U.S. Military Intervention in Africa, The New Blueprint for Global Domination

Politics / Africa
Aug 21, 2010 - 08:32 AM

By: Global_Research

Paul C. Wright writes: The United States’ intervention in Africa is driven by America’s desire to secure valuable natural resources and political influence that will ensure the longevity of America’s capitalist system, military industrial complex, and global economic superiority – achieved through the financial and physical control of raw material exports. While America’s prosperity may be waning due to a number of current factors, policy makers are bent on trying to preserve America’s global domination and will pursue policy objectives regardless of the downturn in the economy at large.

The U.S. has a long history of foreign intervention and long ago perfected the art of gaining access to other countries’ natural, human, and capital resource markets through the use of foreign trade policy initiatives, international law, diplomacy, and, when all else fails, military intervention. Typically and historically, diplomatic efforts have largely been sufficient for the U.S. to establish itself as a player in other nations’ politics and economies. While U.S. intervention in Africa is nothing new, the way the U.S. is going about the intervention features a new method that is being implemented across the globe.

The U.S. has followed a great deal of its diplomatic interventions with the establishment of extensive networks of foreign military posts - designed to influence other nations and protect what are defined as U.S. strategic national interests. This global reach is evidenced by an extensive network of over 737 military installations [1] all around the globe, from Ecuador to Uzbekistan, Colombia to Korea. The model for successfully accessing these nations and their critical financial and commodities markets is changing, however, particularly as it relates to renewed intervention in Africa. The new intervention is directly linked to two factors: the fast paced and heated battle with rivals China and Russia over their access to key natural resources, and the U.S.’ declining ability to manage a bloated international network of overseas military outposts.

I. Resources Rivalry

Access to natural resources – particularly oil and rare earth elements - is critical for the U.S. to remain a dominant industrial and military power, especially since the U.S. has experienced a decline in natural resource production while China’s production and foreign access to strategic materials has only increased. A sustained increase in oil imports has been underway since domestic U.S. oil production peaked in the 1970s, with oil imports surpassing domestic production in the early 1990s. Strategic metals, such as the titanium used in military aircraft, and rare earth elements used in missile guidance systems are increasingly produced by China or under the control of Chinese companies. The issue is of such importance that 2009 saw the creation of the annual Strategic Metals Conference, a forum designed to address concerns related to US access to metals with important industrial and military uses. The second annual conference, held in Cleveland, Ohio in January 2010, saw dozens of engineers and military personnel express heightened concern over China’s near monopoly over rare earth metals. [2] China controls around 95% of the world’s rare earth output and has decided to restrict the export of these metals, leaving international consumers short by approximately 20,000 tons in 2010. [3]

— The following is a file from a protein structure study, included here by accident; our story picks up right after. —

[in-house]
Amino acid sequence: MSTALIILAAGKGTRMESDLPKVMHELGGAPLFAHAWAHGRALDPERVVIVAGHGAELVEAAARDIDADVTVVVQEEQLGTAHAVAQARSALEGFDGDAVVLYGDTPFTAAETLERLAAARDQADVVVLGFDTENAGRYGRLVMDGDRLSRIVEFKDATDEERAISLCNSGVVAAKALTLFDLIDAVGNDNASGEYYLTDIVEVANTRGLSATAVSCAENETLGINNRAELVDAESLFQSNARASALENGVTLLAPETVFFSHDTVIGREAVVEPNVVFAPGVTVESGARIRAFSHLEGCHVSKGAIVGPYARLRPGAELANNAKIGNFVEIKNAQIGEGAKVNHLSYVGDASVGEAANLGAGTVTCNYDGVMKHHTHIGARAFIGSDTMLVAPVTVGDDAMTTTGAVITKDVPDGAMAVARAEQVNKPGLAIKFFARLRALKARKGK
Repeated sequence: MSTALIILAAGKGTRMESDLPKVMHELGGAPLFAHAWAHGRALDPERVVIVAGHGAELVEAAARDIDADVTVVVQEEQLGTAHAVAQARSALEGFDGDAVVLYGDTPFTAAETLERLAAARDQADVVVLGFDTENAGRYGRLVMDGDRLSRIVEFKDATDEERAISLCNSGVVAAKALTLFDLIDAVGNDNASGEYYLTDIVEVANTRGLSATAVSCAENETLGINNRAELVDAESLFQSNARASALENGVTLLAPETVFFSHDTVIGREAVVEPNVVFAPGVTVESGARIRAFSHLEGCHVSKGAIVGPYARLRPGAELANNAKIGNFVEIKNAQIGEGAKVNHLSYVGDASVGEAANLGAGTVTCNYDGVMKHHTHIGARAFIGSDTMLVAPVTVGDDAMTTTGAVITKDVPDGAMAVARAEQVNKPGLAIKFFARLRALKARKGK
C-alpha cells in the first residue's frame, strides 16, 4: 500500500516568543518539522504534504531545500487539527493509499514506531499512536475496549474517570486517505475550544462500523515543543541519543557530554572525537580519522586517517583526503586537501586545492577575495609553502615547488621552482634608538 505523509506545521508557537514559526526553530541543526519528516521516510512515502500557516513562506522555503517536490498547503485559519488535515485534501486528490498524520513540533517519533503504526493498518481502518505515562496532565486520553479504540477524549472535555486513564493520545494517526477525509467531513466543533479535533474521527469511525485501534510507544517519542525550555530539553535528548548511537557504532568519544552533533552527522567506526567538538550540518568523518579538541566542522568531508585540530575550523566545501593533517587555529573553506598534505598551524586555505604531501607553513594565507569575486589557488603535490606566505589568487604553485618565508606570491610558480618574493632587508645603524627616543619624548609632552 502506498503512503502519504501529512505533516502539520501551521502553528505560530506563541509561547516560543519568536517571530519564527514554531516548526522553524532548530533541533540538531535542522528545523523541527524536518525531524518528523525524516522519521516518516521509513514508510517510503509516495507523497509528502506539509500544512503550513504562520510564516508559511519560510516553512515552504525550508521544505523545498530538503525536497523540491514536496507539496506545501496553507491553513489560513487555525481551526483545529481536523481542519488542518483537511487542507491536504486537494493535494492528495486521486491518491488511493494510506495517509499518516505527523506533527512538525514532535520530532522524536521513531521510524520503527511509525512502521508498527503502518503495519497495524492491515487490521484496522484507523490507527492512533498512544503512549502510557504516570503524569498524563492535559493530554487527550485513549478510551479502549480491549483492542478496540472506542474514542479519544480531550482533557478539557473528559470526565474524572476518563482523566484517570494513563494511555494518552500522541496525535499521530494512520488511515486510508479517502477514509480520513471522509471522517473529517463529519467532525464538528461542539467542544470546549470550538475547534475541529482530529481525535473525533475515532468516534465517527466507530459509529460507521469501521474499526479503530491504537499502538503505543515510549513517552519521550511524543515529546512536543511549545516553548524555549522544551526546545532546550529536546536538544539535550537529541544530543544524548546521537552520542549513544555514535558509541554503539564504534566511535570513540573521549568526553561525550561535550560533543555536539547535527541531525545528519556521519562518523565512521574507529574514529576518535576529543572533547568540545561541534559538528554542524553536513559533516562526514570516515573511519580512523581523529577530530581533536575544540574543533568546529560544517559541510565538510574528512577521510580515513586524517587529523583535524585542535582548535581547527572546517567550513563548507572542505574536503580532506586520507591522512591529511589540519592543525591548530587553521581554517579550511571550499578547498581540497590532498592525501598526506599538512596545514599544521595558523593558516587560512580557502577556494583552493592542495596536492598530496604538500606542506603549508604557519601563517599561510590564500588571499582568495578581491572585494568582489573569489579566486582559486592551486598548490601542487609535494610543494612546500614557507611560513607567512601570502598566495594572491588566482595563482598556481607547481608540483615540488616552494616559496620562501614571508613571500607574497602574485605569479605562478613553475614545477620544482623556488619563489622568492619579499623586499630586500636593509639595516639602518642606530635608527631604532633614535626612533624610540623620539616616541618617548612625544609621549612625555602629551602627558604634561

China’s rapidly developing economy, recently over taking Japan as the world’s second largest, continues to log nine to ten percent annual growth in Gross Domestic Product, and is fueled by a rapidly growing middle class as well as new export markets around the world. The demand for raw materials has led to new policy initiatives in which Africa has taken center stage for Chinese investment. China has gained access to Africa by, in large part, offering favorable aid packages to several nations which include loans, debt forgiveness, and job training. [4] In contrast to Western aid packages, Chinese aid has few if any strings attached.

China’s platform for developing trade with and providing aid to Africa was of such importance that in October 2000, the Forum on China-Africa Cooperation (FOCAC) was launched. Fifty African nations participate in the forum which serves as the foundation for building bridges of economic trade as well as political and cultural exchange. [5] The forum, and indeed China’s Africa strategy as a whole, has been so successful that Africans view China as an equal partner in trade and development, validating the politically and culturally significant “South-South